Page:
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Response to housing caps vary

By Amy Maltby

Wednesday October 3, 2001

Some say first-come, first-serve OK, others say all should be given an equal chance

UA students have asserted a mixed response to a working proposal by Residence Life that could reduce the number of on-campus housing spaces available to students planning to return to the dorms next fall.

Under the new plan, the amount of housing available to returning residents would decrease from 1,389 available spaces to 989 spaces. Incoming freshmen will fill the remaining 4,452 spaces.

The proposal would create a system under which only 18 percent of available spaces will be reserved for returning students. This is a decrease of 8 percent from the current policy.

According to the proposal, the university's four most popular residence halls will allot 50 percent of their available space for returning students. Returning students who do receive housing will be distributed throughout the residence halls.

Residence Life also proposed an end to guaranteed housing dates, a policy they have used in the past. According to this policy, students who return their housing applications on or before the cut-off date are guaranteed housing.

The new proposal would eliminate the cut-off date, making all housing first-come, first-serve.

Some students said this policy is unfair to returning students.

Ryan Parker, a fine arts freshman, said reserving spots for freshmen by taking them from returning students is unfair.

"I know a lot of freshmen want to live on campus, but so do other people," Parker said.

He said he plans to return to the dorms in the fall and would be upset if he could not get housing due to the new proposal.

"I think everybody should have an equal chance," Parker said.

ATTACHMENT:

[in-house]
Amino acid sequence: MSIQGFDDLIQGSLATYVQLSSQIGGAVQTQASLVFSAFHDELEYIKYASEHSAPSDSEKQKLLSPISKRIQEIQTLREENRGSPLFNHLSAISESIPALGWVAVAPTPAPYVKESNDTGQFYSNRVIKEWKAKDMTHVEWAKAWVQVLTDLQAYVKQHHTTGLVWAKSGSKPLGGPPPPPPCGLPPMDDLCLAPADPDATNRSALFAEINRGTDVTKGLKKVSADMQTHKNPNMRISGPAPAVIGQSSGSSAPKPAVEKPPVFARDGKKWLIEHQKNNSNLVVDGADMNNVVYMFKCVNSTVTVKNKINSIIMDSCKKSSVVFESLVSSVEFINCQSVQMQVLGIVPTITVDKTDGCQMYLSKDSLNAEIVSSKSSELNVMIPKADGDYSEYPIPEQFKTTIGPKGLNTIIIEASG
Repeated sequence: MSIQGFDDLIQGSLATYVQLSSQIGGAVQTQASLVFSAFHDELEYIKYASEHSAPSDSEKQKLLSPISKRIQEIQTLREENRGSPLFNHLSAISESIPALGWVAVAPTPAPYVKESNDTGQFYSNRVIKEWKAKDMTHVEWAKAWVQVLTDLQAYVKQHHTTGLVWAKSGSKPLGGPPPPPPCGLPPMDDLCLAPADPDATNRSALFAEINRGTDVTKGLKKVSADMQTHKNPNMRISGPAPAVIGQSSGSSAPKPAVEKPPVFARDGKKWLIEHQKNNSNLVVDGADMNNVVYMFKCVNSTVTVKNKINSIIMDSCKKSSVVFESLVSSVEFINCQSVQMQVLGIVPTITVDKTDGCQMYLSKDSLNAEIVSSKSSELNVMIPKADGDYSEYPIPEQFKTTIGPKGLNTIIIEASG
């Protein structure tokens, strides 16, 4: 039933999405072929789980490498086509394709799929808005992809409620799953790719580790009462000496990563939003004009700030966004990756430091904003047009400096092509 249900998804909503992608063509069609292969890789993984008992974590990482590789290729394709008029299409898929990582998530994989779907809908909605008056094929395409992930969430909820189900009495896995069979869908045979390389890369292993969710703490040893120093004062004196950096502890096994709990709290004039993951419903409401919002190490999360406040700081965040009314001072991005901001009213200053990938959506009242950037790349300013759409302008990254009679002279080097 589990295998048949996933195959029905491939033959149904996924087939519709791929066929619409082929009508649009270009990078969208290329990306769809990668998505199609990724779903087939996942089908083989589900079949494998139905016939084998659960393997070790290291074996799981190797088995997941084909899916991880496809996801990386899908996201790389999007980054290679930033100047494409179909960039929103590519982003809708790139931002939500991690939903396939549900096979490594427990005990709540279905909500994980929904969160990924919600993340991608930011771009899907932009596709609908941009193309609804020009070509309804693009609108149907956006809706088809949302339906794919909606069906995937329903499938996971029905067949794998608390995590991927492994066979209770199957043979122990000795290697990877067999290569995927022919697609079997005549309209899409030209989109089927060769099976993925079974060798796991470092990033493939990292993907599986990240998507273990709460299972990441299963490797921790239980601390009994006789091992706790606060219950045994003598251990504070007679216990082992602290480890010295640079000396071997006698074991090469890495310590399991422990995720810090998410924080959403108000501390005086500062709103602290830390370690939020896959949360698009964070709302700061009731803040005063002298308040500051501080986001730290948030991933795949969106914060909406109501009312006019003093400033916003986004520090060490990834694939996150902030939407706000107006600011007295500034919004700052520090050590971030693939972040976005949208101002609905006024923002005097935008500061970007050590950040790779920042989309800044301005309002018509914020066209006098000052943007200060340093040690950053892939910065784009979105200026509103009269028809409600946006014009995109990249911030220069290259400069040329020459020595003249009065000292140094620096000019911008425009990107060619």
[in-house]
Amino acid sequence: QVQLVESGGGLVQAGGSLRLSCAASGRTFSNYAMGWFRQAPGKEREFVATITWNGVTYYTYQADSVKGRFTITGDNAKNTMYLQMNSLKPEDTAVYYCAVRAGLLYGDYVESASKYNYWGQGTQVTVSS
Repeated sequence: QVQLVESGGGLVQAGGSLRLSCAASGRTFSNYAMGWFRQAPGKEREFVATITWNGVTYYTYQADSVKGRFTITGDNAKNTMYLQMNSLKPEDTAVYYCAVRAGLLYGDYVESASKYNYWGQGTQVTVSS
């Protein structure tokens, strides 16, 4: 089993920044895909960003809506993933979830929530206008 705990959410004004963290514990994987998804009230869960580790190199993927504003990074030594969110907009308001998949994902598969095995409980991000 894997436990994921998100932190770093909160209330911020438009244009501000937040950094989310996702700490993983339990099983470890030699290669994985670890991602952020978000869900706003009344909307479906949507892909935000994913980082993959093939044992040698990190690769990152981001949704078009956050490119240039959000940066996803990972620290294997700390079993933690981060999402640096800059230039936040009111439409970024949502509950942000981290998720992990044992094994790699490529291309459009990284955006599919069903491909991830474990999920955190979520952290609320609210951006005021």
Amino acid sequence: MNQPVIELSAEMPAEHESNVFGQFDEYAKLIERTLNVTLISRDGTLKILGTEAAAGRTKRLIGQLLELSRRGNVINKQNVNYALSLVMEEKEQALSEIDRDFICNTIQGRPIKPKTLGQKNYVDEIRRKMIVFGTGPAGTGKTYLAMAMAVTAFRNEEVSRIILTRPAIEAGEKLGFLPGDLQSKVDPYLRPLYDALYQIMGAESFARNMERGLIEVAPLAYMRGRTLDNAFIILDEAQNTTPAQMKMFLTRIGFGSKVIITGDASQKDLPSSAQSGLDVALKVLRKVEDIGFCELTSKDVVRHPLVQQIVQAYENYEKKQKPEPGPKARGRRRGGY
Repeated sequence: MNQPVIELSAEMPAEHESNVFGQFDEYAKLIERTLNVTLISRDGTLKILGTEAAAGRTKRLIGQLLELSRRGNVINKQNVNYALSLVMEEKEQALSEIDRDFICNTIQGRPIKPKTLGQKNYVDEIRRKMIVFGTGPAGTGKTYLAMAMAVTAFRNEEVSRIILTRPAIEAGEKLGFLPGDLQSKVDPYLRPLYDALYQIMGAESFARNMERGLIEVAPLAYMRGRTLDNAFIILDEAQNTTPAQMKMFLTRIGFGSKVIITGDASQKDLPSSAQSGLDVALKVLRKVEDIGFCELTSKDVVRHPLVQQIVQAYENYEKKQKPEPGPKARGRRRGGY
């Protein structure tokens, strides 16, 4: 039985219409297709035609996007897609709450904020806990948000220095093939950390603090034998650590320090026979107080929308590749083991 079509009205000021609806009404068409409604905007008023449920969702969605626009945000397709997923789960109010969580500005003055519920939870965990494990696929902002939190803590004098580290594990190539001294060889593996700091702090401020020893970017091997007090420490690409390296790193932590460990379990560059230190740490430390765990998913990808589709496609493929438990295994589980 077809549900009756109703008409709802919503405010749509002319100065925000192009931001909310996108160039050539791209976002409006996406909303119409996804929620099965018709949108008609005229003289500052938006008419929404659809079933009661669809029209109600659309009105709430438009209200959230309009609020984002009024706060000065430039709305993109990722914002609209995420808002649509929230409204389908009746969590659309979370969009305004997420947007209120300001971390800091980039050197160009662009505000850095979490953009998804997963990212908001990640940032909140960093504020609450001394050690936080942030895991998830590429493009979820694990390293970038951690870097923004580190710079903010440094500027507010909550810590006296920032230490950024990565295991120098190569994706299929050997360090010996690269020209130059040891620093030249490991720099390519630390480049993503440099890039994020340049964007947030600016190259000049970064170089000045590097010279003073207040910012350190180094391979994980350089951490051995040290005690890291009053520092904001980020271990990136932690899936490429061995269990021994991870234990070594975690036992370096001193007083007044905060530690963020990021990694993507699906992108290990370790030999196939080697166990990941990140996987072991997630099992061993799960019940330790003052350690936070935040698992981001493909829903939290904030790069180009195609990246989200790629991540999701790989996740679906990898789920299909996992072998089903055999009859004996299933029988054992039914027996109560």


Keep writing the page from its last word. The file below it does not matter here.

Anthony Cipriano, an accounting freshman, disagreed.

"I was living in a lounge until they finally found me a place in here," he said, gesturing toward Arizona-Sonora Residence Hall.

Cipriano said he thinks the proposed policies are fair. He especially agreed with Residence Life's plan to eliminate guaranteed housing dates. Cipriano said he returned his application before the deadline, but still ended up in a lounge. He placed blame with current Residence Life policies.

"(Residence Life) just needs to stop overbooking," Cipriano said.

"It should be the other way around," Cummings said. "If you've been here before, you should have more rights."

Michael Pham, a biochemistry sophomore, said that in order for freshmen to find housing, returning students would be forced to move off campus. He added that finding off-campus housing would be easier for returning students than it would be for freshmen

"It's not exactly a win-win situation," he said. "They can't make everybody happy."

Pham said the proposal is fair as long as Residence Life notifies returning students who are refused housing in time for them to find alternative accommodations.

Pham said although he currently plans to return to the dorms, he would understand if he were bumped for a freshman.

"They have to address the situation somehow," Pham said.

Jonas Kroop, a history junior, thinks freshmen deserve more space on campus than returning students.

"Freshmen should definitely get the first chance at the dorms," Kroop said. "They're the ones who need to be introduced slowly into the academic and college atmosphere, and the dorms are always conducive to that."

Kroop also said as far as returning students are concerned, finding alternative housing is easier than it would be for freshmen.

"We've been around (Tucson) and we know what's going on, so if we want to be in the dorms, we should get last pick," Kroop said.

"You can't have a guarantee date. What if all 36,000 students here want to join in and they all apply before May 1?" Kroop said.

Steven Johnson, an aerospace engineering freshman, agreed an end to the housing guarantee date is "the way it should be."

However, Johnson does not agree with the proposed caps for returning students. Johnson and his friend, business freshman Brandon Taylor, both hope to live in residence halls next fall and plan to apply early for housing, "especially if they do this new plan," Taylor said.

The new housing plan was designed in response to a housing shortage caused by an influx of more than 6,000 incoming freshmen attending the university this fall, forcing some students to live in study lounges and hotels.


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